The University of Melbourne
UNIMELB_WARDDAVIES-Anastaszia_VYT-LOCAL-2024.mp4 (134.02 MB)


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Version 2 2024-06-06, 04:04
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posted on 2024-06-06, 04:04 authored by Anastaszia Ward-DaviesAnastaszia Ward-Davies

This stop-motion animation tells the unfolding story of my arts-based research undertaken through a Doctor of Education at the University of Melbourne.

While there is a curricular impetus to authentically and explicitly teach critical and creative thinking skills in secondary schools, and research indicates that these curriculum goals emphasise necessary skills for twenty-first century learners, our teachers are struggling to keep afloat. This research initially sought to explore the conditions for young people to be agile, critical and creative but the data I collected with a team of visual art and design teachers tells a story of teaching in crisis. These teachers told stories of walking fragile lines, precariously poised between burnout and determination to embed critical and creative thinking curriculums.

A turn to an arts-led, practice-based approach seeks to explore what critical and creative play looks like as professional learning for teachers, and how this can be embedded in classrooms for students. How can practice and play create opportunities for agile, critical and creative thinking when schools are in crisis? Can this enable communities of support and practice for both teachers and students?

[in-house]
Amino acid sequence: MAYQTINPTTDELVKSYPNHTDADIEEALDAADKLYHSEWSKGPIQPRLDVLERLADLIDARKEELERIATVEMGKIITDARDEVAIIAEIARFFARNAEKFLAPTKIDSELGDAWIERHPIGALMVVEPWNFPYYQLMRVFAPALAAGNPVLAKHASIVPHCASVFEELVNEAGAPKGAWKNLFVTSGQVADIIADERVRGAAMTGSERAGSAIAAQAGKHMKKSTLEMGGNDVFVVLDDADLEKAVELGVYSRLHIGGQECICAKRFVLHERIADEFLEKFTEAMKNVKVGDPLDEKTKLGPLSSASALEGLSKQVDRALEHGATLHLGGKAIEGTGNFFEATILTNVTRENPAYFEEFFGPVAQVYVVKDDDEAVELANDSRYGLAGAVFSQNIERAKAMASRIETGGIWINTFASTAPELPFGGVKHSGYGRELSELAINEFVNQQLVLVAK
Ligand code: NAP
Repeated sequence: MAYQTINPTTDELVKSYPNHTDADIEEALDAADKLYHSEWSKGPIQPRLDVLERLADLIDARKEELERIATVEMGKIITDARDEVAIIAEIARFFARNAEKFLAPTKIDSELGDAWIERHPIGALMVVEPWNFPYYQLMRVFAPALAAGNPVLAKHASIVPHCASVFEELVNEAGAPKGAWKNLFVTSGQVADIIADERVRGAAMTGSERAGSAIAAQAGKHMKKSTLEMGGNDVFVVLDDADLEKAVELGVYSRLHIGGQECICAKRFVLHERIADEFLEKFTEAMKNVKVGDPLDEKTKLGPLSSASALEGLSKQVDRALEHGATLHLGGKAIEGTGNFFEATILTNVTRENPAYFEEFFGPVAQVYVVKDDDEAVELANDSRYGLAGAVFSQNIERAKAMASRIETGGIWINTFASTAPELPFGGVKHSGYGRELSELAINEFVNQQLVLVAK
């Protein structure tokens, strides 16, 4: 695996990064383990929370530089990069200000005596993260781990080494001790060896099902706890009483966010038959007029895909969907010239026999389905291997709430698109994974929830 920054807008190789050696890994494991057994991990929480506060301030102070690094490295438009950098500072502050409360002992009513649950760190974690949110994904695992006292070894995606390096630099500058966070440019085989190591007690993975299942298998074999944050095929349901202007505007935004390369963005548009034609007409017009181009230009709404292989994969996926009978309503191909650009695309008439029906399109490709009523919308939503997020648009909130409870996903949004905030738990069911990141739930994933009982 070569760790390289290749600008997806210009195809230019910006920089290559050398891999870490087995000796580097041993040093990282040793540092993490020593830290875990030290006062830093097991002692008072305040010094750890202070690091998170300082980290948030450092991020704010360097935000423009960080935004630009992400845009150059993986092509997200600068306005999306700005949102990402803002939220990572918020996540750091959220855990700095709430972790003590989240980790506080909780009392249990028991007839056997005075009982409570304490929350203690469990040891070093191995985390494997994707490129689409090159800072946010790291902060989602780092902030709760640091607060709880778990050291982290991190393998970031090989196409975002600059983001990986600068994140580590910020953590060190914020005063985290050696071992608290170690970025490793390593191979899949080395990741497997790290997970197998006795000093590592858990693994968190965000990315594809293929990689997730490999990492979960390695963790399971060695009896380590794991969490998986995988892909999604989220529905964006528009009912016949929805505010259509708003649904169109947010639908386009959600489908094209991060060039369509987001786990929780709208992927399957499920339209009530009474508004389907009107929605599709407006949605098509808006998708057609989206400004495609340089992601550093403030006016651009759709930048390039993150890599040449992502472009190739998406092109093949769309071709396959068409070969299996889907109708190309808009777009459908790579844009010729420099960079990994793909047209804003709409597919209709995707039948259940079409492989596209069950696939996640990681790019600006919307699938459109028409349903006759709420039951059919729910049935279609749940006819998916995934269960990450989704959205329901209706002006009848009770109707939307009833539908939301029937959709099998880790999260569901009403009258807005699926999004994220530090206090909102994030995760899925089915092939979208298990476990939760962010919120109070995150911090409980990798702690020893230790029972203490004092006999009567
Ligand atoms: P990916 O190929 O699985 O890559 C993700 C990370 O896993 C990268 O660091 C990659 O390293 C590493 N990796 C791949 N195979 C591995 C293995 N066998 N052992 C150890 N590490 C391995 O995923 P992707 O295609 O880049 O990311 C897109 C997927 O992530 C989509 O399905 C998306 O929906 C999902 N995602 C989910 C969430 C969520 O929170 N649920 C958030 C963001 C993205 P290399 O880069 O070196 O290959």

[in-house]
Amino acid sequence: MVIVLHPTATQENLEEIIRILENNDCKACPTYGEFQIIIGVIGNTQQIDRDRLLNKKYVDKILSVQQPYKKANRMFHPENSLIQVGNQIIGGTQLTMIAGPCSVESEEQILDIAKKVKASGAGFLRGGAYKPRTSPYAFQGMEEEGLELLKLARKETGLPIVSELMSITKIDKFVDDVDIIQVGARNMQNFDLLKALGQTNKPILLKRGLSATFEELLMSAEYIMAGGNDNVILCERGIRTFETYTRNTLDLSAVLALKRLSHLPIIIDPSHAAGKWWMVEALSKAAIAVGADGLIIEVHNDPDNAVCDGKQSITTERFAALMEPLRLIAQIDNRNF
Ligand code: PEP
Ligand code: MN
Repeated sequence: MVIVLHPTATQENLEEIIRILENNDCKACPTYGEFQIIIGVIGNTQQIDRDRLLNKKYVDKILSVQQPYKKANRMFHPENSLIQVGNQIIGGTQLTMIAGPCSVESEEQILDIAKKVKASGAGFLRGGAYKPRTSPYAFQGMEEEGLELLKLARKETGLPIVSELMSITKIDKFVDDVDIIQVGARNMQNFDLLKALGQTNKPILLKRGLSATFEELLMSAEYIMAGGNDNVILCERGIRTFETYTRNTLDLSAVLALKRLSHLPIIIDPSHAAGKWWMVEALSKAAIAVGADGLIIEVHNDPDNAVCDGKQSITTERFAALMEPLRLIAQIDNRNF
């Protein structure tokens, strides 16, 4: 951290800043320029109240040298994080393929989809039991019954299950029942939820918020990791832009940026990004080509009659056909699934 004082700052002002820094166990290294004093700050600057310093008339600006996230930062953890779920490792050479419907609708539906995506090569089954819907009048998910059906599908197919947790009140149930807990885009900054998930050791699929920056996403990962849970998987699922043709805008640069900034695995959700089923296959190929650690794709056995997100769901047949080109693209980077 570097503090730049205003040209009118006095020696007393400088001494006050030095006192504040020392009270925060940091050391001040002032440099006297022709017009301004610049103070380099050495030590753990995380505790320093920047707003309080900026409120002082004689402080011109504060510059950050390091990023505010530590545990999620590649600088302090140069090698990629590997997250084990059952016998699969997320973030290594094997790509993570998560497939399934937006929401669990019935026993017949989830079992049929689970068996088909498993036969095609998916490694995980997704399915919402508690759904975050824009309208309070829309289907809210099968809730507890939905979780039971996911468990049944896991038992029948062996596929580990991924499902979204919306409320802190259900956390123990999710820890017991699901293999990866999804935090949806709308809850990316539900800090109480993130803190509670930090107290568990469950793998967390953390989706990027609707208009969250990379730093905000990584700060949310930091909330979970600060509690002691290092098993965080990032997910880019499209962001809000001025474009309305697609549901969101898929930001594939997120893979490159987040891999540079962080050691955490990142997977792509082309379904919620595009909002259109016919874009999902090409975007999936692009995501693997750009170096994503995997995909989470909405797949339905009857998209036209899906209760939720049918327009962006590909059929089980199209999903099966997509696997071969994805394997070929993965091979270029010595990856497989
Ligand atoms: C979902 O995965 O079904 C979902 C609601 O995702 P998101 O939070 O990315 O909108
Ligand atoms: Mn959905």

Audio transcript: Young people live in complex times. We know that to weather - let alone tackle - these complexities, young people need to be agile, critical and creative thinkers.  

In secondary school, the onus is often on our art education departments to enable the curriculums that develop these skills. But teachers are caught in these complexities, too – teacher burnout and COVID’s impacts continue to reverberate inside and outside education. How can teachers help young people to be agile, critical and creative in times of crisis if they’re also working in crisis? 

My Doctor of Education generates creative, non-traditional research outputs that allow me to explore the complex ecosystem of speculative, relational inquiry where everything is entangled. I’m authentically collaborating with art teachers to wonder: How can teachers use arts-led skills to think critically and creatively and work through these crises? How can this rjpple out into schools and support our students? 


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